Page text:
Little Wonders: Miniature Portraits of the Way Sisters at the Lyman Allyn Art Museum in New London


Like many female artists, the Ways were ghosts in the annals of art history. Then, in 1992, a dressed portrait of Charles Holt, the Ways’ cousin, was discovered with Mary’s signature on the back, and curator and historian William Lamson Warren then identified several unsigned dressed miniatures as those of Mary. The show is a veritable who’s who of early 18th-century New London: merchant families and Revolutionary War veterans, as well as shipbuilders and captains likely involved in the slave trade.

“Portrait of Charles Holt” by Mary Way, circa 1800.Alexander Harding/Courtesy of Nathan Liverant & Son, LLC

In 1997, Yale historian Ramsay MacMullen published a book, “Sisters of the Brush: Their Family, Art, Life & Letters, 1797-1833,” and Betsey came on the scene. Scholars have yet to discern which sister made most of the exhibited works.

Mary, born in 1769, and Betsey, born in 1771, were the children of a merchant in New London. Not much is known about the sisters’ youth. The biggest question concerns their schooling – where they would have learned the appliqué methods that predominate in dressed portraits. “A gentleman of the Hewitt family of North Stonington, CT, possibly Charles Hewitt (1730-1804)” attributed to Mary, is a striking example: the titular gentleman wears a woven coat and a bright red waistcoat trimmed with gold , hence his spill of shirt ruffles – all different fabrics, some adorned with paint. Coat button is real, buttonholes are painted.

The fabric of the dressed miniatures adds a delightful three-dimensionality and, in many cases, prompts an irresistible trompe-l’oeil enigma: what is pictorial artifice and what is the real substance of clothing?

Two larger 10-inch-tall portraits, each wallpaper collages, demonstrate the sisters’ talent for imitating fine fabric. “A lady holding a bouquet”, on a silk stand, has a realistic silk blue ribbon painted in watercolor. “Woman Walking with a Book,” on blue paper that once wrapped a block of sugar, features a sheer apron dotted with white leaves that looks remarkably like veil, tulle, or organza.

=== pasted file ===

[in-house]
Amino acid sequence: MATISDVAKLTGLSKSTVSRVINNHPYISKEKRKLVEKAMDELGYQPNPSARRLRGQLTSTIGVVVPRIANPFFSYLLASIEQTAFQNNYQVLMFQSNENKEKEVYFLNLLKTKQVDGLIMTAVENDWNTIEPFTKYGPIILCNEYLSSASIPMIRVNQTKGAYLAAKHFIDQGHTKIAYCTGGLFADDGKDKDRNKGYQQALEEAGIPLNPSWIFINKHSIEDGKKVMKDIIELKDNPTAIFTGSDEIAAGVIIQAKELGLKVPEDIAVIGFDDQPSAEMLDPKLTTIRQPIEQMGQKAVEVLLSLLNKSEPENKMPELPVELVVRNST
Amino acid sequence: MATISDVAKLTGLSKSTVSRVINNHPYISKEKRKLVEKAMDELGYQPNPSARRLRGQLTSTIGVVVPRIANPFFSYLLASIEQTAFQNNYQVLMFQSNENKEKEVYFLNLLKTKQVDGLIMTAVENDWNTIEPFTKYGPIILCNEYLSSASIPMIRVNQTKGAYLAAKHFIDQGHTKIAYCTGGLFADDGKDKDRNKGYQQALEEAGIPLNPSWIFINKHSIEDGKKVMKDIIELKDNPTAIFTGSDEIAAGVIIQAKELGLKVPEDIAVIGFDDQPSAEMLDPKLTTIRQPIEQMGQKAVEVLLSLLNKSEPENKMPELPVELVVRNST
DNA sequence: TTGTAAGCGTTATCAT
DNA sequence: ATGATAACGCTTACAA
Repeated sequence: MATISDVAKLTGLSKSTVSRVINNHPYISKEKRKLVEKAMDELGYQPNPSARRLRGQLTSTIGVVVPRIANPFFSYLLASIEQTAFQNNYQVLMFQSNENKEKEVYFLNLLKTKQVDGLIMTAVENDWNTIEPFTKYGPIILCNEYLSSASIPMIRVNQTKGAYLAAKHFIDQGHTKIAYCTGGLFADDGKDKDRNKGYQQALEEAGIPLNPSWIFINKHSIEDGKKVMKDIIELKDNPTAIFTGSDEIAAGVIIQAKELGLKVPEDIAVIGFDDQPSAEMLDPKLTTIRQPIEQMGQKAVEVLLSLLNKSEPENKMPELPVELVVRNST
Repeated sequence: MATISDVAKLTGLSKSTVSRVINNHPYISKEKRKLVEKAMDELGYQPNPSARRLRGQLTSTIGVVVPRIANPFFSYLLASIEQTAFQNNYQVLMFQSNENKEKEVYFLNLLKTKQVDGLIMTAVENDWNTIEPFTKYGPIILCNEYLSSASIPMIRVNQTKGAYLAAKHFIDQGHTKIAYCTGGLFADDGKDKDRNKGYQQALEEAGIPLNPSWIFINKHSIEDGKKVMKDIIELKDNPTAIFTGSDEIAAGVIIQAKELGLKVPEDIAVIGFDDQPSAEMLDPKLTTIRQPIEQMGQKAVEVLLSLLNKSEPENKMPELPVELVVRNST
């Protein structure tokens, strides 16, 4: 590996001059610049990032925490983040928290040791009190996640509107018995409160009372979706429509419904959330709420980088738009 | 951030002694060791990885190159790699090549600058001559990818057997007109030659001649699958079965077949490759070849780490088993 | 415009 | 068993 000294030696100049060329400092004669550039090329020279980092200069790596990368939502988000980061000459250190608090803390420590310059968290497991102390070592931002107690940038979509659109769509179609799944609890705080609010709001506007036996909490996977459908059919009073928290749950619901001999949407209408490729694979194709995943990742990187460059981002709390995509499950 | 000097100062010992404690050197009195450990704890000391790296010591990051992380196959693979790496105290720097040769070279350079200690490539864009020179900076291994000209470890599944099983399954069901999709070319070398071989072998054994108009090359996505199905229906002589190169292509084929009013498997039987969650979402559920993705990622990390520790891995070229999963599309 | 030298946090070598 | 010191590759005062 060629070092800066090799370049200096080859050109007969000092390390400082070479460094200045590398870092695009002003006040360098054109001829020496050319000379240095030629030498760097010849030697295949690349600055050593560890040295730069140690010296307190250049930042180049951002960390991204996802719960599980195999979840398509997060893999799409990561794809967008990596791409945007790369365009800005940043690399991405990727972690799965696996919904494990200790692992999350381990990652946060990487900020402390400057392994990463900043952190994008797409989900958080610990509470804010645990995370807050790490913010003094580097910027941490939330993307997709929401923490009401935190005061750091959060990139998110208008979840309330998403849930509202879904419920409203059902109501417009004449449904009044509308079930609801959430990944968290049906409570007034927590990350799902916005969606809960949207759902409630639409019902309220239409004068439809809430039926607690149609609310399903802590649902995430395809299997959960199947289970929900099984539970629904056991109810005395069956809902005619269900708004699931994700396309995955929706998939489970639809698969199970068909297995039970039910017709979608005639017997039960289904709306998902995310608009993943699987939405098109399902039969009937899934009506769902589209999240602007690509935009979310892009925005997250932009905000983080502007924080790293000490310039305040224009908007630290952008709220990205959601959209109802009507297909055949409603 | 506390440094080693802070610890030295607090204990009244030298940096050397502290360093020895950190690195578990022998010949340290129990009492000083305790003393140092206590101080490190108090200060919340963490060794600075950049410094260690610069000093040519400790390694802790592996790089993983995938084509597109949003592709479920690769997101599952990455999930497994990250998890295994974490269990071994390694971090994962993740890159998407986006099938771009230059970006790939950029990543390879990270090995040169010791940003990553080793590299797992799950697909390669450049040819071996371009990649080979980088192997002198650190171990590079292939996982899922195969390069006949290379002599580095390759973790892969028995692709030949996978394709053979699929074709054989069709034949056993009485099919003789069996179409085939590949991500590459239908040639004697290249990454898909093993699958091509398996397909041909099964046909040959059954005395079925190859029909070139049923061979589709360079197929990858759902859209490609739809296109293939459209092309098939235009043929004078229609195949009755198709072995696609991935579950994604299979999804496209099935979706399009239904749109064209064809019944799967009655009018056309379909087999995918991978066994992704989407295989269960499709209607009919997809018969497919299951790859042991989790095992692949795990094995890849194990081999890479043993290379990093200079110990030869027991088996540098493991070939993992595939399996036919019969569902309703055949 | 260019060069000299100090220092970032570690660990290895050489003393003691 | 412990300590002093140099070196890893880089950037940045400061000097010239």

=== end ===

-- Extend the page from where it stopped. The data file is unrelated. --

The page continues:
With paint or fabric, their decorative work is exquisite – look at “Dressed Girl on a Patterned Rug”, in a creamy pleated dress that pops straight out of the silk background. But their facial portrayal, especially in the first dressed pieces, lacks nuance.

Attributed to Mary Way or Elizabeth Way Champlain, “Dressed Girl on a Patterned Rug”, circa 1800.Greg Shea

After around 1800, the Ways abandoned the dressing of their portraits and turned to painting alone – watercolor on paper or ivory. Mary’s 1805 portrait of Giles Holt shows increasing attention to shading and subtlety of features.

Betsey married a ship’s captain and had four children but continued to make miniatures. Mary never married, and in 1811, finding the New London market too small, moved to New York. There she was stunned to discover that she was not very good.

In a letter to Betsey, quoted in a catalog essay by miniature scholar and dealer Elle Shushan, Mary reflects bitterly on the cause of her poor performance: “. . . this self-esteem which you know is a family mess, as well as my ignorance of art. Of her New London portraits, she added, “I had seen few equals and none superior to mine – therefore concluding that I had almost arrived at perfection.”

Mary befriended other painters who helped her in school, and she wrote letters to Betsey sharing their instructions. The sisters, who obviously loved their craft, got better. Betsey’s unfinished 1818 self-portrait — made so that Mary, far away in New York, might remember her dear face — depicts a woman with piercing eyes, the discerning eye of a portrait painter staring us straight in the eye.

Unfinished self-portrait of Elizabeth Way Champlain in 1818.Greg Shea

But Mary was losing her sight. In 1820, she wrote: “I can hardly distinguish the light from the darkness”. The American Academy of Fine Arts hosted a benefit event for her, raising $141.35 – around $4,000 today. She moved to New London and died in 1833. Betsey painted until her death in 1825.

As captivating as “The Way Sisters” is, it’s really just the beginning. Questions remain, such as why Mary and Betsey stopped doing their remarkable dress portraits. If they had continued to work with fabric as their painting improved, they would have become legendary.


At the Lyman Allyn Art Museum, 625 Williams St., New London, until January 23. 860-443-2543,

Cate McQuaid can be contacted at [email protected] Follow her on Twitter @cmcq.


Comments are closed.